Corollary 4.2. Let be a -complete -metric space and be a family of nonempty -closed subsets of with . Let be a map satisfying Suppose also that where and for all and , . Then has a unique fixed point in .

Corollary 4.3. Let be a -complete -metric space and be a family of nonempty -closed subsets of with . Let be a map satisfying Suppose also that where and for all and , . Then has a unique fixed point in .

Very recently, Jachymski proved the equivalence of auxiliary functions (see Lemma, in [33]). Inspired by the results from the remarkable paper of Jachymski, we state the following theorem.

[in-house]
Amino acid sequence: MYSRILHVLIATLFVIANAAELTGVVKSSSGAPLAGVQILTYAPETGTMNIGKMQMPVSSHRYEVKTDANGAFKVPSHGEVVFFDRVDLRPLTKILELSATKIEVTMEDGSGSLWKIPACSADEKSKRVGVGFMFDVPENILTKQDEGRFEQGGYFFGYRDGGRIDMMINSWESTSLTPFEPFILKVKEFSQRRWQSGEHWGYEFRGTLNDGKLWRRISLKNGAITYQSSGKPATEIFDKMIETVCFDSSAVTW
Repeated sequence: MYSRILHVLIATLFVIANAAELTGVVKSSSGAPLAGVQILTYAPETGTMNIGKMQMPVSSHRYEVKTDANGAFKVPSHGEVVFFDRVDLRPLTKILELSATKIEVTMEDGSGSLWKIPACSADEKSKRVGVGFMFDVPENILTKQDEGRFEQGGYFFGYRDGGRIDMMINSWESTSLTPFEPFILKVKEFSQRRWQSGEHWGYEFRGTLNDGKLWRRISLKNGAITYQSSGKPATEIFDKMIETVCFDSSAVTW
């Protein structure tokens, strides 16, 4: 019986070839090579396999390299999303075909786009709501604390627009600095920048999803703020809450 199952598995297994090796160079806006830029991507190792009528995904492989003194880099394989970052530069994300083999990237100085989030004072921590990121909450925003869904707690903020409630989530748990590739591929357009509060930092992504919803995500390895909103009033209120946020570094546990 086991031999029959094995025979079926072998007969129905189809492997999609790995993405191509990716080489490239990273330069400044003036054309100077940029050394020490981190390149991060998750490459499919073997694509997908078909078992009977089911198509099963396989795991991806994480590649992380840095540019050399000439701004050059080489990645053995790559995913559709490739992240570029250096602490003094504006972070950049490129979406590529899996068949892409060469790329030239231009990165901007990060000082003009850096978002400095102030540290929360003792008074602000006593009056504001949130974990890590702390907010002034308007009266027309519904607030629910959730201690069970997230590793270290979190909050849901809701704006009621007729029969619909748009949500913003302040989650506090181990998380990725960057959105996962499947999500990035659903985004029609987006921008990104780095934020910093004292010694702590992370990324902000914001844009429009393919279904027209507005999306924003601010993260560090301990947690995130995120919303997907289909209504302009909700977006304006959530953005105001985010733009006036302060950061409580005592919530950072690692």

Theorem 4.4 (see [33]). Let be a self-map on a -complete -metric space and be a family of nonempty -closed subsets of with . Let be a map satisfying Assume that Then the following statements are equivalent: (i)there exist functions such that ,(ii)there exists a function such that for any bounded sequence of positive reals, implies and ,(iii)there exists a continuous function such that and ,(iv)there exists function and a nondecreasing, right continuous function with and for all with ,(v)there exists a continuous and nondecreasing function such that and for all with .